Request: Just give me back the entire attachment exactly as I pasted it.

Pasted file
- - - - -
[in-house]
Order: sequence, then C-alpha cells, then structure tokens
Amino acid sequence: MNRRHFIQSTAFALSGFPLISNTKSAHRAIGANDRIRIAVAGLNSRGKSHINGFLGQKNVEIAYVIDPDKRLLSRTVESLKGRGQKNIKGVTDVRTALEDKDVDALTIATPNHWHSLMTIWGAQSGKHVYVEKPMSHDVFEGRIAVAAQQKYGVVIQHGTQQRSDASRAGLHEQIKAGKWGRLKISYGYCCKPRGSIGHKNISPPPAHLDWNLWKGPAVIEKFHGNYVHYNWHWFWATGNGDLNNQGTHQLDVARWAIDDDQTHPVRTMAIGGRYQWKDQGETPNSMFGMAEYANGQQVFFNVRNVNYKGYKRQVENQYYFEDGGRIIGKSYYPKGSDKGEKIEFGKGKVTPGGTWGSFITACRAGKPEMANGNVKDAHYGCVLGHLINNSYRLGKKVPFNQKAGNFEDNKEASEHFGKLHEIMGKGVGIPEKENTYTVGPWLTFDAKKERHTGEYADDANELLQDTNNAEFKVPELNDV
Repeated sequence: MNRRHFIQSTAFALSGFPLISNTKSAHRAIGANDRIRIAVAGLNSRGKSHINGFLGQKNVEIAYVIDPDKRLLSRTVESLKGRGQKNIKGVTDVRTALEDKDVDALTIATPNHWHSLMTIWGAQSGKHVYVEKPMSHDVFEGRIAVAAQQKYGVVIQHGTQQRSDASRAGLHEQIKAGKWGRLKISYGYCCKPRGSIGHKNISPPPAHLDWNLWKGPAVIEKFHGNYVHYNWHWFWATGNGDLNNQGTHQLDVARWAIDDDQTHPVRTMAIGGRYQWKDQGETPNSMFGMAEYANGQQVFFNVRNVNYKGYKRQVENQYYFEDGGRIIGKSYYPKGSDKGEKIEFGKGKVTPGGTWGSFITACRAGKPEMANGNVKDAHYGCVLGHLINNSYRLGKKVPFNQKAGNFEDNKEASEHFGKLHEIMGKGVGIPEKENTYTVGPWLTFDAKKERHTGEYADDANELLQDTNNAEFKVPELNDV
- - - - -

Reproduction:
[in-house]
Order: sequence, then C-alpha cells, then structure tokens
Amino acid sequence: MNRRHFIQSTAFALSGFPLISNTKSAHRAIGANDRIRIAVAGLNSRGKSHINGFLGQKNVEIAYVIDPDKRLLSRTVESLKGRGQKNIKGVTDVRTALEDKDVDALTIATPNHWHSLMTIWGAQSGKHVYVEKPMSHDVFEGRIAVAAQQKYGVVIQHGTQQRSDASRAGLHEQIKAGKWGRLKISYGYCCKPRGSIGHKNISPPPAHLDWNLWKGPAVIEKFHGNYVHYNWHWFWATGNGDLNNQGTHQLDVARWAIDDDQTHPVRTMAIGGRYQWKDQGETPNSMFGMAEYANGQQVFFNVRNVNYKGYKRQVENQYYFEDGGRIIGKSYYPKGSDKGEKIEFGKGKVTPGGTWGSFITACRAGKPEMANGNVKDAHYGCVLGHLINNSYRLGKKVPFNQKAGNFEDNKEASEHFGKLHEIMGKGVGIPEKENTYTVGPWLTFDAKKERHTGEYADDANELLQDTNNAEFKVPELNDV
Repeated sequence: MNRRHFIQSTAFALSGFPLISNTKSAHRAIGANDRIRIAVAGLNSRGKSHINGFLGQKNVEIAYVIDPDKRLLSRTVESLKGRGQKNIKGVTDVRTALEDKDVDALTIATPNHWHSLMTIWGAQSGKHVYVEKPMSHDVFEGRIAVAAQQKYGVVIQHGTQQRSDASRAGLHEQIKAGKWGRLKISYGYCCKPRGSIGHKNISPPPAHLDWNLWKGPAVIEKFHGNYVHYNWHWFWATGNGDLNNQGTHQLDVARWAIDDDQTHPVRTMAIGGRYQWKDQGETPNSMFGMAEYANGQQVFFNVRNVNYKGYKRQVENQYYFEDGGRIIGKSYYPKGSDKGEKIEFGKGKVTPGGTWGSFITACRAGKPEMANGNVKDAHYGCVLGHLINNSYRLGKKVPFNQKAGNFEDNKEASEHFGKLHEIMGKGVGIPEKENTYTVGPWLTFDAKKERHTGEYADDANELLQDTNNAEFKVPELNDV